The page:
Prepare for an asylum interview
The asylum interview (or ‘substantive interview’) is an important step in your application for refugee status - it’s a chance for you to put your case across to someone from the Home Office. They’ll make a decision based on what you say.
Your application will usually be rejected if you don’t go to your interview.
Your interview will happen after your ‘screening’ - it could be anything from a week to a year or even later. The Home Office will send you a letter telling you when your interview will be.
It’s really important that you get advice from an immigration specialist before your interview. Your case is more likely to be successful if the evidence you have is prepared properly - it’s hard to do this on your own.
As an asylum seeker, you might be entitled to legal aid (depending on your savings and income). If you get legal aid, you won’t have to pay for legal advice. If you’re eligible, don’t let anyone charge you - you’ll spend money for no reason.
Before the interview
You should ask for the interview to be recorded. You must do this at least 24 hours before the interview.
It’s a good idea, just in case:
an interpreter makes a mistake
you’re not sure if you mentioned something
Your interview letter will tell you how to do this, or you can contact your local Citizens Advice if you need help.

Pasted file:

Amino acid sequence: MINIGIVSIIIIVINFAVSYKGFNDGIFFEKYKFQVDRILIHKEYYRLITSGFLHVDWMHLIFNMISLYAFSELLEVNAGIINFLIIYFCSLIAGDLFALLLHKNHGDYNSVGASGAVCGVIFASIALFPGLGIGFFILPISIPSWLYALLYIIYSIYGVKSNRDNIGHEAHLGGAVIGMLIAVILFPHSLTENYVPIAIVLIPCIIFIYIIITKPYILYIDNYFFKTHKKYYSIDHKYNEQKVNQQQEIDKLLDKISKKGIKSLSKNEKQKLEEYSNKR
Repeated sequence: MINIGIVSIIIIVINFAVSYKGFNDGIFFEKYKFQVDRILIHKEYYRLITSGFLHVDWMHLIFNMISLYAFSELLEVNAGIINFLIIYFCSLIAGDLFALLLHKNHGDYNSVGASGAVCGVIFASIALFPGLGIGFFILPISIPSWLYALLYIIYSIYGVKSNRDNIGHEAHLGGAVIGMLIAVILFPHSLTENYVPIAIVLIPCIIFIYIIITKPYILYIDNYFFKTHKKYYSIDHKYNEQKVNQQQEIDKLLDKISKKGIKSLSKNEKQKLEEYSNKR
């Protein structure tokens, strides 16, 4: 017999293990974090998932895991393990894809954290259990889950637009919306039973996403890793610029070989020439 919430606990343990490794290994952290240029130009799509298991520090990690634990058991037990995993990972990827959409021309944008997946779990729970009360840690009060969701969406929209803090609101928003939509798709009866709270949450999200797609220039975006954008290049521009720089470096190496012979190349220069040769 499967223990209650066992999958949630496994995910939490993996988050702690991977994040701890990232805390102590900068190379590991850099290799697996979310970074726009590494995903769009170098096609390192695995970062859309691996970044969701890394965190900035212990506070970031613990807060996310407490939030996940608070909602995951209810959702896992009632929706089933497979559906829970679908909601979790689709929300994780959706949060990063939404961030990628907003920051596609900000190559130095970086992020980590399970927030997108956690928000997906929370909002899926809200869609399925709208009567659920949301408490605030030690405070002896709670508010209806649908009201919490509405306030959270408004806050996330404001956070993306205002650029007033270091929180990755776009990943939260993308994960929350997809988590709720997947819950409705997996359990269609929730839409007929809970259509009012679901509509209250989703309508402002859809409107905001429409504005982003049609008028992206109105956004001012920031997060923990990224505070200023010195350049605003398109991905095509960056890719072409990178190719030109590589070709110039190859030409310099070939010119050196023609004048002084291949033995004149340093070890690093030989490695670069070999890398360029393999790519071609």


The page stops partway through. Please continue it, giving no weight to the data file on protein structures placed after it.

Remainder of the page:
You can also ask for a male or female interviewer (and interpreter, if you need one) - do whatever makes you feel more comfortable.
Preliminary Interview Questionnaire
The Home Office might send you a Preliminary Information Questionnaire before your interview - you can find out more about the questionnaire on the Right to Remain website.
You should ask your legal adviser to help you with your questionnaire. You’ll need to return the questionnaire by the deadline on your interview letter. You can ask for more time if you need longer to complete the questionnaire or to find legal advice.
It’s a chance for you to tell the Home Office more about your background before the interview.
The questionnaire will include questions about:
why you’re afraid of returning to your home country
what happened to you and when
The Home Office could use it against you if you say something in your questionnaire or interview that’s different from your screening interview. If you said something wrong at your screening interview, you should explain why to your interviewer.
If you’ve not been sent a questionnaire, it might be a good idea to send a written statement to support your claim before your interview - you should ask your legal adviser for help with this.
You’ll have to travel to your interview - they usually take place in big cities like Belfast, London, Leeds and Liverpool.
If you’re receiving Asylum Support, you should be sent a travel ticket. It might not arrive until the day before your interview. If it doesn’t arrive, call the number on your interview letter.
Who to take with you
Your letter will say who you need to take with you. You don’t need to take your children to the interview - even if you’re applying on their behalf. They might be distracting for your interviewer.